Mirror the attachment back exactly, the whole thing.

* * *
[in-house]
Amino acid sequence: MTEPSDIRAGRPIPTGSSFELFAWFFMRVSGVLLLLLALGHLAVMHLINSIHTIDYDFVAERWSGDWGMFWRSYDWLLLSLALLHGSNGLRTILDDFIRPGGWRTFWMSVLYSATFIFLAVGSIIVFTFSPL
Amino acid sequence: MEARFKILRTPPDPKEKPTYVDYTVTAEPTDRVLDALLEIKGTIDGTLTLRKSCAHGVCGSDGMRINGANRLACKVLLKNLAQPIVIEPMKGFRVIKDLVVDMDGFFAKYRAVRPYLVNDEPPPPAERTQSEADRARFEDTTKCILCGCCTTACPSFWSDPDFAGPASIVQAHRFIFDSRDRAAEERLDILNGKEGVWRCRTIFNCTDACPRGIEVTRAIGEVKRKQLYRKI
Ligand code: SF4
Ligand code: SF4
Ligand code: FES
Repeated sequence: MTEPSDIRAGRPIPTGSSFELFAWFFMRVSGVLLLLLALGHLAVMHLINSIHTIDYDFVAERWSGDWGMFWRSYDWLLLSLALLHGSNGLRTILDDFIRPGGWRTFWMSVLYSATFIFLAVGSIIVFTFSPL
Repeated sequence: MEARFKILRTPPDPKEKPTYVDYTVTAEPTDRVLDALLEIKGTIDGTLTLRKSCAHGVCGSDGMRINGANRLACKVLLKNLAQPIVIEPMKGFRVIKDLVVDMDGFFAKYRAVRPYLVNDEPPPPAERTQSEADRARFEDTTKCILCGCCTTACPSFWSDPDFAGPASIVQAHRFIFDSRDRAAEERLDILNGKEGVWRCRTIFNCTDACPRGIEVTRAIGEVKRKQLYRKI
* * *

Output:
[in-house]
Amino acid sequence: MTEPSDIRAGRPIPTGSSFELFAWFFMRVSGVLLLLLALGHLAVMHLINSIHTIDYDFVAERWSGDWGMFWRSYDWLLLSLALLHGSNGLRTILDDFIRPGGWRTFWMSVLYSATFIFLAVGSIIVFTFSPL
Amino acid sequence: MEARFKILRTPPDPKEKPTYVDYTVTAEPTDRVLDALLEIKGTIDGTLTLRKSCAHGVCGSDGMRINGANRLACKVLLKNLAQPIVIEPMKGFRVIKDLVVDMDGFFAKYRAVRPYLVNDEPPPPAERTQSEADRARFEDTTKCILCGCCTTACPSFWSDPDFAGPASIVQAHRFIFDSRDRAAEERLDILNGKEGVWRCRTIFNCTDACPRGIEVTRAIGEVKRKQLYRKI
Ligand code: SF4
Ligand code: SF4
Ligand code: FES
Repeated sequence: MTEPSDIRAGRPIPTGSSFELFAWFFMRVSGVLLLLLALGHLAVMHLINSIHTIDYDFVAERWSGDWGMFWRSYDWLLLSLALLHGSNGLRTILDDFIRPGGWRTFWMSVLYSATFIFLAVGSIIVFTFSPL
Repeated sequence: MEARFKILRTPPDPKEKPTYVDYTVTAEPTDRVLDALLEIKGTIDGTLTLRKSCAHGVCGSDGMRINGANRLACKVLLKNLAQPIVIEPMKGFRVIKDLVVDMDGFFAKYRAVRPYLVNDEPPPPAERTQSEADRARFEDTTKCILCGCCTTACPSFWSDPDFAGPASIVQAHRFIFDSRDRAAEERLDILNGKEGVWRCRTIFNCTDACPRGIEVTRAIGEVKRKQLYRKI